In this last of three articles about the Czech Republic (see Prague, then Kutna Hora trips), we move on from Brno’s top-tier comforts to the south Moravia wine region of Czech Republic. The picturesque countryside becomes smaller villages built around agriculture. The region is a favorite of neighboring peoples’ of Europe for hiking and bicycling through old vineyards and chateau with cellars dating back to the 13th century.

Registered here are two World Heritage UNESCO sites, the Palava Landscape Protected Area and the Lednice-Valtice Landscape Complex. This latter area is the Garden of Europe because of the landscaping and much of it can be seen on day trips out of the town of Mikulov.

Mikulov of the Czech Lednice-Valtice Landscape Complex, a UNESCO World Heritage Site - Photo Czech Tourism

Mikulov of the Czech Lednice-Valtice Landscape Complex, a UNESCO World Heritage Site – Photo Czech Tourism

 The touring can focus on man-made landscaping of a massive scale conducted in the 18th through 19th centuries (by the family Liechtenstein). A series of ponds created produced a riparian-forested area that teems with wildlife. Having built a huge playground, the wealthy of the era built chateau and pavilions to use in hunting, winemaking, and other activities. The area is near Austria, and Vienna is close to one hour by car.

Wine trail in Moravia is on the Liechtenstein family landscape complex, a UNESCO protected site - Photo Kissam

Wine trail in Moravia is on the Liechtenstein family landscape complex, a UNESCO protected site – Photo Kissam

Accommodations are all medium priced, typically with excellent food services in the hotel. Several hotels in the area include spa with wine treatment facials for the ladies. There are hotels associated with a popular winery (Hotel Marcincak and Winery Marcincak), good locations for venturing out on foot or bicycle (Kravi Hora), and full services including meeting space (Hotel Galant).

Historic Valtice is the location of the chateau built by the family Liechtenstein. Tours of chateau in the area are worthwhile to see fine period decorations and even original serving china. In the particular instance of Valtice Chateau the Czech National Wine Center (located in the chateau cellars) offers the unique opportunity to taste wines from all of the regions in one visit. Included is information on the special soils, climate, and grape varietals at each winery or vineyard area. This wine center is also known as the ‘salon’, so don’t be confused.

Wines from Winery Sonberk provide an optimal location to taste the Palava area wines and view the rolling hills that display unusual beauty. Following tasting in the morning, consider tasting authentic local food at Café Fara in Palava, which also provides lodging.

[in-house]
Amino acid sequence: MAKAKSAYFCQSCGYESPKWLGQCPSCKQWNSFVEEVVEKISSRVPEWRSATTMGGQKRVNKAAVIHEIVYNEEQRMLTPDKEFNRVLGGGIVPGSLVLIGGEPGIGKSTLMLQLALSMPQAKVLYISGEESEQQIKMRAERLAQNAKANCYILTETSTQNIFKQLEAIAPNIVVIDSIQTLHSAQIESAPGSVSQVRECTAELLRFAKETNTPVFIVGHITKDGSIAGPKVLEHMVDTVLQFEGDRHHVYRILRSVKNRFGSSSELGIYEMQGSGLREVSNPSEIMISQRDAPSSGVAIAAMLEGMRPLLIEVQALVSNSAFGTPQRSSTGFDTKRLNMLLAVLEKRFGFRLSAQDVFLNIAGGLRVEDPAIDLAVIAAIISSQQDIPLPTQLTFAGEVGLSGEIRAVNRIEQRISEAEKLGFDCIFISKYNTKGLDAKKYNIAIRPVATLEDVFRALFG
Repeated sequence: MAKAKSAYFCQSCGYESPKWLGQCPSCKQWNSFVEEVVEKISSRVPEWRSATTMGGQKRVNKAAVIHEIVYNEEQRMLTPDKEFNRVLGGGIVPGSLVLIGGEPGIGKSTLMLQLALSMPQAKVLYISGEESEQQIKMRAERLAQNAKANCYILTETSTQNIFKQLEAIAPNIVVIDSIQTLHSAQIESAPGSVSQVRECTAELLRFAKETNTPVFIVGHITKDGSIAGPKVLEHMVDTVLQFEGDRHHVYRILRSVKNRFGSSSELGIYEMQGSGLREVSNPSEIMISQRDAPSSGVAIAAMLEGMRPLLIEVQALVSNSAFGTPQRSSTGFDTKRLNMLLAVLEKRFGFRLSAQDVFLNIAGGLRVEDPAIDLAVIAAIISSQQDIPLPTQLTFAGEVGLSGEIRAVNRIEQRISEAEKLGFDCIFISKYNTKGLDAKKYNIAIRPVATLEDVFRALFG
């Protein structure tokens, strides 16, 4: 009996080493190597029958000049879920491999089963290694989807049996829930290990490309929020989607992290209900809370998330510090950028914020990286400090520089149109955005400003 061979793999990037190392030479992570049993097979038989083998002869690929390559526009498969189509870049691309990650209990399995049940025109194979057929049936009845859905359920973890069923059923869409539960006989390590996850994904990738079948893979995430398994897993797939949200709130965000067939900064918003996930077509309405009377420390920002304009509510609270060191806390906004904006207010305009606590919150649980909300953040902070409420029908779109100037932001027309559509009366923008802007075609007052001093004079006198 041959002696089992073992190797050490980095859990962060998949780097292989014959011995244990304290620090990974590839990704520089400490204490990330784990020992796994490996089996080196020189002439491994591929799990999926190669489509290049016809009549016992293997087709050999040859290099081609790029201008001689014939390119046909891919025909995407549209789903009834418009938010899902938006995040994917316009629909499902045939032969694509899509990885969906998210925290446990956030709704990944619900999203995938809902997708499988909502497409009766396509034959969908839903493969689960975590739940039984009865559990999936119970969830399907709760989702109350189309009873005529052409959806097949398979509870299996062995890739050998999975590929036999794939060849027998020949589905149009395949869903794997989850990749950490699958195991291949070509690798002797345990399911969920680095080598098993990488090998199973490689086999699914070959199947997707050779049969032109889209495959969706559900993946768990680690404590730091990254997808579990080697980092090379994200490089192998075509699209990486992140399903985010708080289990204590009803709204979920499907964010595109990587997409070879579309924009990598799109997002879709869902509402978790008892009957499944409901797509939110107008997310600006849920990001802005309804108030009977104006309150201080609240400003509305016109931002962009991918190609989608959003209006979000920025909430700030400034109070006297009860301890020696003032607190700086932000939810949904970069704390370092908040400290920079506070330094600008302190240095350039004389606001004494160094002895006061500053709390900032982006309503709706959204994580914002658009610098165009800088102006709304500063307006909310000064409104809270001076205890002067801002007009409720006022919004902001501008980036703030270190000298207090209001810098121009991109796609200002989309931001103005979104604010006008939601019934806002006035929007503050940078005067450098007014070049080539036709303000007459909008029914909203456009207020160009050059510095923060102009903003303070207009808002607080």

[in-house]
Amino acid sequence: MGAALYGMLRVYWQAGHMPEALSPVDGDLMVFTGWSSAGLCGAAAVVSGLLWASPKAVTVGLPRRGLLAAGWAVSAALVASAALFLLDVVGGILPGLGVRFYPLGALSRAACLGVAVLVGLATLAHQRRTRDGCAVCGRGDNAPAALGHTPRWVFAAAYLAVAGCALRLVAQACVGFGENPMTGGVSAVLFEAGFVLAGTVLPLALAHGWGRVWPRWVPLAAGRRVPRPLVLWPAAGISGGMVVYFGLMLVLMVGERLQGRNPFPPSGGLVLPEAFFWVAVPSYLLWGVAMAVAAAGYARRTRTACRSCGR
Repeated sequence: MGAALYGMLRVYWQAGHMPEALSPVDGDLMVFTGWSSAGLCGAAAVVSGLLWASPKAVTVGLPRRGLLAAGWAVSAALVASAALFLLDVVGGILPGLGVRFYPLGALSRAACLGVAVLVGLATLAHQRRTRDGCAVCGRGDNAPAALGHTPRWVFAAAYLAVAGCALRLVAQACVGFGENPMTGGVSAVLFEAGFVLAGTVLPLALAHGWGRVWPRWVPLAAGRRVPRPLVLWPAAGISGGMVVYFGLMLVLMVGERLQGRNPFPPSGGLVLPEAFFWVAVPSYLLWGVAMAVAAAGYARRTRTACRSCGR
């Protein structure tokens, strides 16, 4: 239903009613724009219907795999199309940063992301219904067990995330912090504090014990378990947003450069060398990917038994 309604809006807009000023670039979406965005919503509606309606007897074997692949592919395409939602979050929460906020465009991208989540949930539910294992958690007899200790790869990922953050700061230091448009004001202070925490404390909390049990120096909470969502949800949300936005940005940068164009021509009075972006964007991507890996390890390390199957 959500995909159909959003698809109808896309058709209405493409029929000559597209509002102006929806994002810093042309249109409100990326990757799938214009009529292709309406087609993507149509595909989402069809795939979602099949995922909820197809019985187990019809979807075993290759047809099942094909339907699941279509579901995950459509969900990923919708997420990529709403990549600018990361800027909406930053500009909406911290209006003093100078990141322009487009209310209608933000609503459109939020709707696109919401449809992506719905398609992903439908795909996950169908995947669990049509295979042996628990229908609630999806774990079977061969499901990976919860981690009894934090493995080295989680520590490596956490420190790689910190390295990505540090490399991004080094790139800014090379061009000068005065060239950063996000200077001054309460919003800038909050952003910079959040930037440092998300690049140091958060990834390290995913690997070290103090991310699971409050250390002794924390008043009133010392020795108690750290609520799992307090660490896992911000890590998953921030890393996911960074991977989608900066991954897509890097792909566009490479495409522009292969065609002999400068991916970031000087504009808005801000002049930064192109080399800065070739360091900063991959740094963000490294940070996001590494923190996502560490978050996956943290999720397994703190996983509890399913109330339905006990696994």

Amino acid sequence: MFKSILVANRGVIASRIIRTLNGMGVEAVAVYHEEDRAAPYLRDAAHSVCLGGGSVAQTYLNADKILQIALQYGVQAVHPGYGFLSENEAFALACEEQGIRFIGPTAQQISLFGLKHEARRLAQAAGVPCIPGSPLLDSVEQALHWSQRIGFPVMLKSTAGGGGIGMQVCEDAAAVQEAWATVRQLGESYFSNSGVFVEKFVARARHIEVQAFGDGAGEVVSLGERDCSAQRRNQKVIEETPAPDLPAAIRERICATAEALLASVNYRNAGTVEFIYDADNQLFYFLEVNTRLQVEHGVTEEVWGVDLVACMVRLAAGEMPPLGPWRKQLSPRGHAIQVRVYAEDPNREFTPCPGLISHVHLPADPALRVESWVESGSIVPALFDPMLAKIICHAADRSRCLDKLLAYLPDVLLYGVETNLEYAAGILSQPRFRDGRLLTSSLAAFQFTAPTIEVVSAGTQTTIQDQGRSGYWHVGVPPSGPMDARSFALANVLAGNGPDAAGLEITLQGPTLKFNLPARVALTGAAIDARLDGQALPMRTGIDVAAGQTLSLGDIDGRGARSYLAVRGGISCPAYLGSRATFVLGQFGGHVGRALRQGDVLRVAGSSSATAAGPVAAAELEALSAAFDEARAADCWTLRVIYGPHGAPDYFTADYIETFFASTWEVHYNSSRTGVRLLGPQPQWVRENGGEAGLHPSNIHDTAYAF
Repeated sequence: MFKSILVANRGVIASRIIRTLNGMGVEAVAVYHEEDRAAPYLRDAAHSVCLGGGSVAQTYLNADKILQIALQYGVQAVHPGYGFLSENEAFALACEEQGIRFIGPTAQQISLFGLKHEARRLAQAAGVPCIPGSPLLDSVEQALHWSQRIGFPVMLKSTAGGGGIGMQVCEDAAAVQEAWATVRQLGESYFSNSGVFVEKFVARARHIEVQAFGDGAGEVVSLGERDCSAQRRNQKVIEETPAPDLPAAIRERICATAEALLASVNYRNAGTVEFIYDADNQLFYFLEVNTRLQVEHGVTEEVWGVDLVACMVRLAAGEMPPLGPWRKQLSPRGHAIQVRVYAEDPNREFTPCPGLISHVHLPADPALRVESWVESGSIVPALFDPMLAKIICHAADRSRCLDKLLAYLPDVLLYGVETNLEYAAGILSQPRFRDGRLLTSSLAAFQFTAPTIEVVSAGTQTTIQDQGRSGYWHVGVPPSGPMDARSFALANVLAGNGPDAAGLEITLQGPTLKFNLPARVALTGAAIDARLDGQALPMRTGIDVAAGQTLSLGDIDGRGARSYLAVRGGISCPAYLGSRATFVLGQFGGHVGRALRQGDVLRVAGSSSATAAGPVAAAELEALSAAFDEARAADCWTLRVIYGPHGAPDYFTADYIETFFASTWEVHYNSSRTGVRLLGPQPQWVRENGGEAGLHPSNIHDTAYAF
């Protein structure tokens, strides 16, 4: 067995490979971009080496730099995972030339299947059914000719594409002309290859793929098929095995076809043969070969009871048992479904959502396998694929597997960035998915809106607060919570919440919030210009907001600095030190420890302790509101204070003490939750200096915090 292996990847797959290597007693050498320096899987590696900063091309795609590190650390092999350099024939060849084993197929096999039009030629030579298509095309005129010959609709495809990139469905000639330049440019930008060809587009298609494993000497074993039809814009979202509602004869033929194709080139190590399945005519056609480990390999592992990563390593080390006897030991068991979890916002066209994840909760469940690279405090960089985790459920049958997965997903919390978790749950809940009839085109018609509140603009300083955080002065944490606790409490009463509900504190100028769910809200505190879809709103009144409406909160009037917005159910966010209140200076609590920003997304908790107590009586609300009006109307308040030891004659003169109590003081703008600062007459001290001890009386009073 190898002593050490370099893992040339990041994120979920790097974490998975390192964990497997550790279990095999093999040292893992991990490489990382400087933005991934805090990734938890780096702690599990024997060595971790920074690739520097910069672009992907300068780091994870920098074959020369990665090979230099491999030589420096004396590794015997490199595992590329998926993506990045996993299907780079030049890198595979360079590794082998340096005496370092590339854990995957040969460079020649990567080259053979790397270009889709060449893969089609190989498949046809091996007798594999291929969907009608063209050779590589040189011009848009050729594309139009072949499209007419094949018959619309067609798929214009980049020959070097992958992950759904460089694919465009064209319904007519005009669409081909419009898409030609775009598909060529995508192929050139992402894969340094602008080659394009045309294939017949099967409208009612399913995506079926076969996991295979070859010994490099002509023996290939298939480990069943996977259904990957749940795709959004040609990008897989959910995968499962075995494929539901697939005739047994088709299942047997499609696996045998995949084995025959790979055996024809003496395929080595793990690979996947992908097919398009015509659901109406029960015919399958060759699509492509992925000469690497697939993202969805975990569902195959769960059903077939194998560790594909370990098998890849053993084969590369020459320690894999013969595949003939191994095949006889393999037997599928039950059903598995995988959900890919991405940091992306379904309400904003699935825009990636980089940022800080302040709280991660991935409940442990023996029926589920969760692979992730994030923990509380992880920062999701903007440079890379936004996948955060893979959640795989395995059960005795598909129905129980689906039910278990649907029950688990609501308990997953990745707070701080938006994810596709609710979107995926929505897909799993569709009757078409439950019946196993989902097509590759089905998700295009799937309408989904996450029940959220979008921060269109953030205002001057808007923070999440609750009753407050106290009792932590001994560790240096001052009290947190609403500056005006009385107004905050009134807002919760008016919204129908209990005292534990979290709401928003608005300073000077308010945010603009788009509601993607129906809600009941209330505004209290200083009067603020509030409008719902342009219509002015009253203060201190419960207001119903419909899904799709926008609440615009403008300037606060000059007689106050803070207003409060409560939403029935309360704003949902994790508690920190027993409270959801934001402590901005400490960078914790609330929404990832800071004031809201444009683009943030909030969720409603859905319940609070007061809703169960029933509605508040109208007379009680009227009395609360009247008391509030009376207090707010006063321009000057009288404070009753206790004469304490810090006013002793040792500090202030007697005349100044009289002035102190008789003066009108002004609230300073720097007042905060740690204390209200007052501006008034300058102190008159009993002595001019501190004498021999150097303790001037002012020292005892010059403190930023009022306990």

South Moravia, Czech Republic, wine trail viticulture education - Photo Kissam

South Moravia, Czech Republic, wine trail viticulture education – Photo Kissam

It is difficult to be in Czech Republic and ignore the excellent beers. Wine tasting is to enjoy an art form, but so is beer, and here is where to go for beer production, lunch, and lodging. In Cerna Hora is the Cerna Hora Brewery and Hotel Sladovna. If REALLY into beer, enjoy the therapeutics of taking a beer bath in the hotel spa.

Cerna Hora Brewery Brewmaster tasting product at Hotel Sladovna restaurant - Photo Kissam

Cerna Hora Brewery Brewmaster tasting product at Hotel Sladovna restaurant – Photo Kissam

What is there left to do in southern Moravia? If unsatisfied after taking a beer bath, touring castles, sampling wines in cellars going back to the Middle Ages, and walking through the gardens of the Lichtenstein family – ask yourself where all the wild boar used in Czech traditional cooking comes from. So, take off to the hills for wild boar hunting. The wild boar are dangerous, have sharp tusks, and weigh up to 600 pounds. They forage in the farmers’ fields or throughout the surrounding government managed forests.

Watch the Prague police chase down a rampaging boar in the city streets here.

In Medieval times, dogs and long pikes were used in hunting of wild boar. Fitted on the pike was a cross bar to prevent the impaled animal from charging up the pike to gore the hunter. Male boars with tusks can knock a person down and tear with the tusks. Even today, the hunter has to be careful not to approach a wounded animal or use light calibers in hunting. Common sense is to employ an experienced guide.

Scottish Healdry image of a Wild Boar's head - from Wiki Commons

Scottish Healdry image of a Wild Boar’s head – from Wiki Commons

Beyond clothing for the hunt, arrangements by Shooting Enterprise Ltd can book the lodge, provide proper caliber weapons, and get the meat home for an unusual backyard BBQ with friends.  Official government information (pdf document) about the game preserves is available here.

Arrangements for the trip home should include more down time in Prague. The historic city center is a World Heritage Site (UNESCO) and the city is on the same global-city scale of Berlin, Copenhagen, or Dallas. Prague is documented to over one thousand years, so a few days to enjoy the museums and world-class culture is a worthy investment for ending the trip in fashion. Have a great trip!

To read the Luxe Beat Magazine version of this article click on the title Go to Czechs Moravia Region.